I will pace the floor at home in an effort to find appropriate ways to work with students. Some teachers feel I overdo this, spending way too much time fussing. Either a student is going to follow directions, they say, or not. That might be true, but I always want to make a great effort.
One year, Sami was assigned to my first grade reading group. She was a handful. Basically, she had an anger issue. She scowled all the time and threw temper tantrums. I consulted with her teacher and the counselor, but they said to just ignore her. My other little first graders also whispered to me to ignore her.
Sami was difficult to ignore. My class was one, big disruption.
I went home and paced. Did I want my class to be like this for the whole year? No.
The next day, I started class with the usual routine: affirmations. This is when a student takes a big fuzzy rose (it could be anything) and stands in front of the group and says something nice and kind about the other five students. Everyone gets a turn with the rose. It’s a big deal.
Following that activity, I asked a student to hand out pencils. Immediately, Sami had a meltdown because she wasn’t chosen. I waited. After several minutes she calmed down.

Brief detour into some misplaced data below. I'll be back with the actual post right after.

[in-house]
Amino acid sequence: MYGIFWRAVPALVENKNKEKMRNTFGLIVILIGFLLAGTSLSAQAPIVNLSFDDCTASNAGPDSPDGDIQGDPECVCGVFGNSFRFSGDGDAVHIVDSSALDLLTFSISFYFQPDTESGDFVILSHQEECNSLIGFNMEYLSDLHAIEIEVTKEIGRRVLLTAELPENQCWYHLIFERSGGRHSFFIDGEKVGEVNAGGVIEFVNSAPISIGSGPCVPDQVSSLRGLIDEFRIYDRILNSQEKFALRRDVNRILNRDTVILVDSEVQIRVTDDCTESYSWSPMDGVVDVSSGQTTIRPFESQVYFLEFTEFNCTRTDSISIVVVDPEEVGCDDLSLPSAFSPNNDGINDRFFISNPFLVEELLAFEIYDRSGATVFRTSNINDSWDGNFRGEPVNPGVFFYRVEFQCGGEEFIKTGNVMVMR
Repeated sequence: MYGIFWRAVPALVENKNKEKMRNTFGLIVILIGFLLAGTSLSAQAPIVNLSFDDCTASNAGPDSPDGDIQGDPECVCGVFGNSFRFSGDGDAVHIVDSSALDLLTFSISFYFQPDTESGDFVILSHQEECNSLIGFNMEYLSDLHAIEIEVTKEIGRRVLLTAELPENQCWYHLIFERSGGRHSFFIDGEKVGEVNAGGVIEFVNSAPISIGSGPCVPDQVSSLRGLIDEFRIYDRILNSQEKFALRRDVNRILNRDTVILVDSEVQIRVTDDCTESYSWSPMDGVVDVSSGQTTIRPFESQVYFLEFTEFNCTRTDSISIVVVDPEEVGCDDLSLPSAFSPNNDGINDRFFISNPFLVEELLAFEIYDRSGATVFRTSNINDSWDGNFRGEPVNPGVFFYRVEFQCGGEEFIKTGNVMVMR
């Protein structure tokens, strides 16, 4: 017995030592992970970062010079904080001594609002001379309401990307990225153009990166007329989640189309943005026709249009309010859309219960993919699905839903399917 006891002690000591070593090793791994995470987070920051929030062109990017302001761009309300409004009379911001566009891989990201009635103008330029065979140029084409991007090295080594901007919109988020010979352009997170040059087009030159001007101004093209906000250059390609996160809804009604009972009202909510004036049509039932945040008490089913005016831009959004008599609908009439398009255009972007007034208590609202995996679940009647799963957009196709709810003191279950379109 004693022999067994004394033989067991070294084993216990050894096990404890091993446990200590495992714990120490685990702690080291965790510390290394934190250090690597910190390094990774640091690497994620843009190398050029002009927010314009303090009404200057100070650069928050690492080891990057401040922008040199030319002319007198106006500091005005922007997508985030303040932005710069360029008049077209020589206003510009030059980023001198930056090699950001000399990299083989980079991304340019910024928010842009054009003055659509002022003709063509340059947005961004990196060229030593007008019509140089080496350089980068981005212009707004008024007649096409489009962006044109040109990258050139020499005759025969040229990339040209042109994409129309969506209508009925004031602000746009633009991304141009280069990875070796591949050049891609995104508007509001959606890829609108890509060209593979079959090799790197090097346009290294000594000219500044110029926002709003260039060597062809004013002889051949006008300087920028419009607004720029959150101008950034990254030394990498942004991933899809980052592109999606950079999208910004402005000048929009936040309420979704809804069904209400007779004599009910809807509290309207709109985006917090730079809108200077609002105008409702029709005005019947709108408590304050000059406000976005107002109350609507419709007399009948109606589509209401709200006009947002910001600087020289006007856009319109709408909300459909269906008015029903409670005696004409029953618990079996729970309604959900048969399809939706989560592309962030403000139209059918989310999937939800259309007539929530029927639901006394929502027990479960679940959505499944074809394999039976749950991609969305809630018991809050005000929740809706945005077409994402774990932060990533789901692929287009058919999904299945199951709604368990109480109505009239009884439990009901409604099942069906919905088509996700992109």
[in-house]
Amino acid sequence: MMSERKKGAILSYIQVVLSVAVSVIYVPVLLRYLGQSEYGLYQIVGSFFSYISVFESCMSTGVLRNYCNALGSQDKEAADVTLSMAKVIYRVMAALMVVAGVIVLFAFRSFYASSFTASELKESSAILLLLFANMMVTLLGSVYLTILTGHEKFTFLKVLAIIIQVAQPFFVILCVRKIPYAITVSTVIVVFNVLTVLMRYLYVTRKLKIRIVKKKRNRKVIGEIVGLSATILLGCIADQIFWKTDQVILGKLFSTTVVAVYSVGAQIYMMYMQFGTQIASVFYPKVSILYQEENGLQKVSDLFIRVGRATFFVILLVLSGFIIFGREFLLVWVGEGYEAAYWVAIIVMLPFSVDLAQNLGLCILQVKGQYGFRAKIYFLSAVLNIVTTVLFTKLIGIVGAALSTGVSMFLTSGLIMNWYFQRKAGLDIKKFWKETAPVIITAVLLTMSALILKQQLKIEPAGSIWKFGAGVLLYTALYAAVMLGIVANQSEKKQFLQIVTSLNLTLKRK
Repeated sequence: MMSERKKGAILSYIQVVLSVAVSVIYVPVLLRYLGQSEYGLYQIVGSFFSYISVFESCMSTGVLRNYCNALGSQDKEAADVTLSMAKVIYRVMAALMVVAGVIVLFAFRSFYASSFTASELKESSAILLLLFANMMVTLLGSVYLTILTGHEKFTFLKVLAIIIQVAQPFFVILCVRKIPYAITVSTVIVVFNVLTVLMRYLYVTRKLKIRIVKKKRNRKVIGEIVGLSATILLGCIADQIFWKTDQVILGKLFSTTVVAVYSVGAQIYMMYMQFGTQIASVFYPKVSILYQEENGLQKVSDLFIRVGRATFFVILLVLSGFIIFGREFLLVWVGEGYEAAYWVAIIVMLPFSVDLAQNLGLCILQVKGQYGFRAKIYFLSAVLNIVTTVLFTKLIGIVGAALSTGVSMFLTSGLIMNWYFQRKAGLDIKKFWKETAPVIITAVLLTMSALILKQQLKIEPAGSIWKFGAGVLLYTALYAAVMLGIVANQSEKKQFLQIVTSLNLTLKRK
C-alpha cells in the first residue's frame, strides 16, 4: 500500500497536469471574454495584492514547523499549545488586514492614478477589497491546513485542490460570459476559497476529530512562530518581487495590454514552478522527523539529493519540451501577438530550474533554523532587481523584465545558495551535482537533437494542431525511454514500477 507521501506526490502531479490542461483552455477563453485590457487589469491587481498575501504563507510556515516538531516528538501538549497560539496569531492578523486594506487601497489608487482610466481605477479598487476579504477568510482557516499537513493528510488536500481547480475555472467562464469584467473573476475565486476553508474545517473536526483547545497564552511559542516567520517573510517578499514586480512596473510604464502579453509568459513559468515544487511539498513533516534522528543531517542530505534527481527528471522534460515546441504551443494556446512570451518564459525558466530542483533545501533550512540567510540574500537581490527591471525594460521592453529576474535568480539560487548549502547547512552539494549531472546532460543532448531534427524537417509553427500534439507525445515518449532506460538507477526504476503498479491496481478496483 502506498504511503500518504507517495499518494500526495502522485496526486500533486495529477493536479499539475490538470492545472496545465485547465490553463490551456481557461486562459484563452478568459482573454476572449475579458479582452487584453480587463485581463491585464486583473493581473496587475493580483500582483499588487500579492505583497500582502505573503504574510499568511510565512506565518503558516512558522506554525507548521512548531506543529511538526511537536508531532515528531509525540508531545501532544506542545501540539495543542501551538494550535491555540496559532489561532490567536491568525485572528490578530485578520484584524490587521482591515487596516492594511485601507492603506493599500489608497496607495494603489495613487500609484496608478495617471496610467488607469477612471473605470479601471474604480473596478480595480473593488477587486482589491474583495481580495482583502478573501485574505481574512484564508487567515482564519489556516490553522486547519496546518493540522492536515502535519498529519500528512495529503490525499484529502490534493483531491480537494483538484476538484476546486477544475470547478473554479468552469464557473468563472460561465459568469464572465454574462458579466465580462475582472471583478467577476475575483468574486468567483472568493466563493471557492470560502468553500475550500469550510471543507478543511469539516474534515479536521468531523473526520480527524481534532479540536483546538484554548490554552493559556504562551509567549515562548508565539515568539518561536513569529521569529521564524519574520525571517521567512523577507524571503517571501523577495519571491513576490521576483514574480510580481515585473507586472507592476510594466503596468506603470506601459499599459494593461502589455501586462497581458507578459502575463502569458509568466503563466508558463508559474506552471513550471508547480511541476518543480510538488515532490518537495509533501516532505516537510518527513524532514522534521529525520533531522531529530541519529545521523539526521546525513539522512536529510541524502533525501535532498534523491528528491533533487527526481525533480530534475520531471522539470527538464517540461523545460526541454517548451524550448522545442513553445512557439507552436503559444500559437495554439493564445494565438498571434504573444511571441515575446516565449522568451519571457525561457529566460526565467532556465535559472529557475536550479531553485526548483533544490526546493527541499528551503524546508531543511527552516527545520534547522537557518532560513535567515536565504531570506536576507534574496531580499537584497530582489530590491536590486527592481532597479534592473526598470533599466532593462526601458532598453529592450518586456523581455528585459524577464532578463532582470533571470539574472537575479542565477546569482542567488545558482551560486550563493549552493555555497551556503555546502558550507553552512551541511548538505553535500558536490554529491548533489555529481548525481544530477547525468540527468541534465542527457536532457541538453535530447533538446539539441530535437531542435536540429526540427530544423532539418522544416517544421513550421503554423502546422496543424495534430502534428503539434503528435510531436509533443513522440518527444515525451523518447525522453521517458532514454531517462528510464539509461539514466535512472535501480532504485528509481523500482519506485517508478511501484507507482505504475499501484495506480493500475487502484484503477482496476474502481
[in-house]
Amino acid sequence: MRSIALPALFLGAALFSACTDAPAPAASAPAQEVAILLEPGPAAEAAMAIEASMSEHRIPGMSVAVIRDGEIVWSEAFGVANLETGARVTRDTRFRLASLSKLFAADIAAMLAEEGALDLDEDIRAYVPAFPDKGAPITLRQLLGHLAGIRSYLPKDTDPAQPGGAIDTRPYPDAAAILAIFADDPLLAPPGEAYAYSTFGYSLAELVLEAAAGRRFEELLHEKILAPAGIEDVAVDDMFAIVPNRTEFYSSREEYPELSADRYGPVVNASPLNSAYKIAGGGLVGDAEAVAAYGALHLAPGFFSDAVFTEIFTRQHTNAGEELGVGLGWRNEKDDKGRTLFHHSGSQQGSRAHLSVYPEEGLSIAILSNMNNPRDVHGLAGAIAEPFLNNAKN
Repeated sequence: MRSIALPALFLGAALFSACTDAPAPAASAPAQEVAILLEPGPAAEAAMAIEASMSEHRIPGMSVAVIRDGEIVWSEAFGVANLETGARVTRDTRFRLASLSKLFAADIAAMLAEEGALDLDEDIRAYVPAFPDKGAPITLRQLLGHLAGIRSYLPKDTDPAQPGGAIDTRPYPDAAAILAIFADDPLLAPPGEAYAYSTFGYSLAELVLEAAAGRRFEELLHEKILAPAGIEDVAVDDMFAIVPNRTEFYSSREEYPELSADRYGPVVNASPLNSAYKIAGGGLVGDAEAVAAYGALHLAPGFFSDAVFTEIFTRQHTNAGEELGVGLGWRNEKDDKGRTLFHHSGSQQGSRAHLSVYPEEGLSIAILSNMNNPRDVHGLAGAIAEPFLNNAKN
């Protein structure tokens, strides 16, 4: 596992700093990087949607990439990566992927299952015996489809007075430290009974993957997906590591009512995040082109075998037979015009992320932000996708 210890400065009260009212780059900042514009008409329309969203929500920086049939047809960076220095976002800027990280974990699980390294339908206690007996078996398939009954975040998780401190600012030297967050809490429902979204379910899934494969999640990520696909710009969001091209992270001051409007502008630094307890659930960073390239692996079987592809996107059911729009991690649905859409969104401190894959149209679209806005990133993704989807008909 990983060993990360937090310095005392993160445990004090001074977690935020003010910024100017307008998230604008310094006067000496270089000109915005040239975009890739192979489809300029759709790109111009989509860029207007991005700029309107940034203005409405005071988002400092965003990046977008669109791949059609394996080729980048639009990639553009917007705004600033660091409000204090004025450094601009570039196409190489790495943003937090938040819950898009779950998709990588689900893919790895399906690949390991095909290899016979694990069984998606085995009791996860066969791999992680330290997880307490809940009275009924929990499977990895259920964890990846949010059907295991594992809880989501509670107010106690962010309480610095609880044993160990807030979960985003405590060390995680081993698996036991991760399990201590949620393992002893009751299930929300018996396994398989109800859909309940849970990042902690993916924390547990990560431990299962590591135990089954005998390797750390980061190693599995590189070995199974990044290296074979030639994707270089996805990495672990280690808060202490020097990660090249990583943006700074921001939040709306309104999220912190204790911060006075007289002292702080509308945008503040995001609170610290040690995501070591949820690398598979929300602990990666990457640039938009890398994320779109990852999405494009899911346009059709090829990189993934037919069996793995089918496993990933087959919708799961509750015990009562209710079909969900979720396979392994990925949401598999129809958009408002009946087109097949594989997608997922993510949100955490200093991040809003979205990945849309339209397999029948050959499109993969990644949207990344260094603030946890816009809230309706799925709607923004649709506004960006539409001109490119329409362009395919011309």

I looked around at all my students. “Do I give all of you a chance to hand out pencils?” They all said yes.
“Has everyone had a turn with the rose?” I asked. They all said yes.
I continued. “So, do you think I’m a fair teacher – that I treat you all well and with kindness?” They all said yes.
“OK,” I said in my very happy voice. “I was just checking. Why don’t you turn to page three in your books?”
A few minutes later, Sami got up and came over to give me a side hug. I stopped the class briefly and then went back to teaching, giving Sami only the attention I was giving everyone else.
Over the course of the year, other teachers had issues with Sami, but I never had a tantrum from her again. It took me time to figure out what to do to change her behavior, and at least in that instance, it worked.